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Being fired from one's place of employment is an unfortunate incident that many Americans face on one or more occasions during their lifetimes. Discharged employees obviously experience some degree of economic loss by losing salaries and benefits. Even when rightfully discharged, employees may suffer emotional and psychological harm because of their perceived failure. This harm may be magnified when the employee has been discharged for wrongful, illegal reasons.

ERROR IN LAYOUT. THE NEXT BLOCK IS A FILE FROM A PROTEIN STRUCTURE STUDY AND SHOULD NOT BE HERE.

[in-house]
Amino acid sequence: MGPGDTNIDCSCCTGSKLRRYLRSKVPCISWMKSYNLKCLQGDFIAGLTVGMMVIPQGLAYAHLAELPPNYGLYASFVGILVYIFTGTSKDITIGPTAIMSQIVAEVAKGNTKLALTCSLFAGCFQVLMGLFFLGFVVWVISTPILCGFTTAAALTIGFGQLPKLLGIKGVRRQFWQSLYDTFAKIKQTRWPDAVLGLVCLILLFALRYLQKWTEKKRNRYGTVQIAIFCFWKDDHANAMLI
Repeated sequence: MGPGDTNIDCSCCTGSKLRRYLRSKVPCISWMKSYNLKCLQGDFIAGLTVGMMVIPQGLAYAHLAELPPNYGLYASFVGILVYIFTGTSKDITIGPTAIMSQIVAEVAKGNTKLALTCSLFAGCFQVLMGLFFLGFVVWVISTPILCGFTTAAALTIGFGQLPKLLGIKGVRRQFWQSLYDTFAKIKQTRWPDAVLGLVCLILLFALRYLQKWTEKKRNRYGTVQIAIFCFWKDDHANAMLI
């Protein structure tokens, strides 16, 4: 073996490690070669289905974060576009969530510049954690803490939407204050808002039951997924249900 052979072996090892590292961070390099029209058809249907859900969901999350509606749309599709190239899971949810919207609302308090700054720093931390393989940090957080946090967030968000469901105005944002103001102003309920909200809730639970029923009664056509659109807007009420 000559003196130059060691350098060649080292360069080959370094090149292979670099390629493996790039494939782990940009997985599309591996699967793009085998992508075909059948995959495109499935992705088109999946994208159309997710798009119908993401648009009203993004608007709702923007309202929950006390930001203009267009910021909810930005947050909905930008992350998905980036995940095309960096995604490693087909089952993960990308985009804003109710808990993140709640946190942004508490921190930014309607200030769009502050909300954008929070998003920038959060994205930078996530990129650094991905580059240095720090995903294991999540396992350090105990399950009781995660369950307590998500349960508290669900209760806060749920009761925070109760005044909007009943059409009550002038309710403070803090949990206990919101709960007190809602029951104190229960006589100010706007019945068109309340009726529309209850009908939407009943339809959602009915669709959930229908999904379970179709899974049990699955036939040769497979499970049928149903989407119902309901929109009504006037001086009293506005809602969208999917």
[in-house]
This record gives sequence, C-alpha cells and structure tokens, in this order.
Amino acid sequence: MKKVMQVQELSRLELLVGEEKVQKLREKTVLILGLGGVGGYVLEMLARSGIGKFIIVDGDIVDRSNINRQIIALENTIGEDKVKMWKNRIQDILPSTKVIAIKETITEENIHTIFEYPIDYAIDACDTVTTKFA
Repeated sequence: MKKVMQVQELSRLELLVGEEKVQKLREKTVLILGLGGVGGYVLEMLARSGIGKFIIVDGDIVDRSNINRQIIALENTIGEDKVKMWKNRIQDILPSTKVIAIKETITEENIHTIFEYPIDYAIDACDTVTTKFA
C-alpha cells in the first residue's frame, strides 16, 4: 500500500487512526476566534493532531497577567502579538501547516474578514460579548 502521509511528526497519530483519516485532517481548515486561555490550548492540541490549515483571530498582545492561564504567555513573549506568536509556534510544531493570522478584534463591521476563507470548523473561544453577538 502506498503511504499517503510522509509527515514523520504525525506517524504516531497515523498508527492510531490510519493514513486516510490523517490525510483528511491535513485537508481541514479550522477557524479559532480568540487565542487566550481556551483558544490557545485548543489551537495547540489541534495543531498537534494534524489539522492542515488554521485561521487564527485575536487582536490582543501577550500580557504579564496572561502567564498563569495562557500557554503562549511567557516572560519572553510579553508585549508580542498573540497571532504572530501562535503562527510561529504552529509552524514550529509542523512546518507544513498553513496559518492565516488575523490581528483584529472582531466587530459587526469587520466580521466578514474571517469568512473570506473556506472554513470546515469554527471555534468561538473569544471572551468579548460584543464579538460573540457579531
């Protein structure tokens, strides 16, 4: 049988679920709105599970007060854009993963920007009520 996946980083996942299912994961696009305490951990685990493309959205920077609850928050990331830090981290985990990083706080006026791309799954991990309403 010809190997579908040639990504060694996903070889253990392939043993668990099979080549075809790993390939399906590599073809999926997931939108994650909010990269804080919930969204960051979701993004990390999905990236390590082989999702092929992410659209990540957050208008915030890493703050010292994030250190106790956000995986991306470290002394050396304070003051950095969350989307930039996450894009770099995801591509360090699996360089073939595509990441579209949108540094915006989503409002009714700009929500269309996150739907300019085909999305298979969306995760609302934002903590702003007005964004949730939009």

However, in some cases an employer may have legitimate, legal reasons to terminate an employee and simultaneously have illegal, discriminatory reasons. In such a "mixed-motives" situation, employers may be able to limit their liability or avoid liability altogether. This Comment discusses federal legislation promulgated to deter workplace discrimination and the background of the mixed-motives defense. In addition, it examines certain procedural issues and the nature of the mixed-motives defense in the Eleventh Circuit.